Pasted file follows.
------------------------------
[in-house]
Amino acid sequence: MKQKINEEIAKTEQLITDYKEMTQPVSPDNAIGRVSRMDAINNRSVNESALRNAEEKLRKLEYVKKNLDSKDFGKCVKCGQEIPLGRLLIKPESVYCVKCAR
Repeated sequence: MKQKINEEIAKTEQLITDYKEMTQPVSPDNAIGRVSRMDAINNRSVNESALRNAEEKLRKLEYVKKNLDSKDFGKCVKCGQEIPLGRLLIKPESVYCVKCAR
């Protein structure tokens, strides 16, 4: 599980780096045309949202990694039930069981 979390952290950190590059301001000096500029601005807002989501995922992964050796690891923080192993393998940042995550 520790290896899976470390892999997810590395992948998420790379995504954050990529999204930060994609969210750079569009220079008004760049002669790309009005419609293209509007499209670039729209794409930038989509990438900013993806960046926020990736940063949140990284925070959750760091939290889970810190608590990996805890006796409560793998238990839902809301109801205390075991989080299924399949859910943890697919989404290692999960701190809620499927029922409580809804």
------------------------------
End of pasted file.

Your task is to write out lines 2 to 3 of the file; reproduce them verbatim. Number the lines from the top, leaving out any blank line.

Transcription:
Amino acid sequence: MKQKINEEIAKTEQLITDYKEMTQPVSPDNAIGRVSRMDAINNRSVNESALRNAEEKLRKLEYVKKNLDSKDFGKCVKCGQEIPLGRLLIKPESVYCVKCAR
Repeated sequence: MKQKINEEIAKTEQLITDYKEMTQPVSPDNAIGRVSRMDAINNRSVNESALRNAEEKLRKLEYVKKNLDSKDFGKCVKCGQEIPLGRLLIKPESVYCVKCAR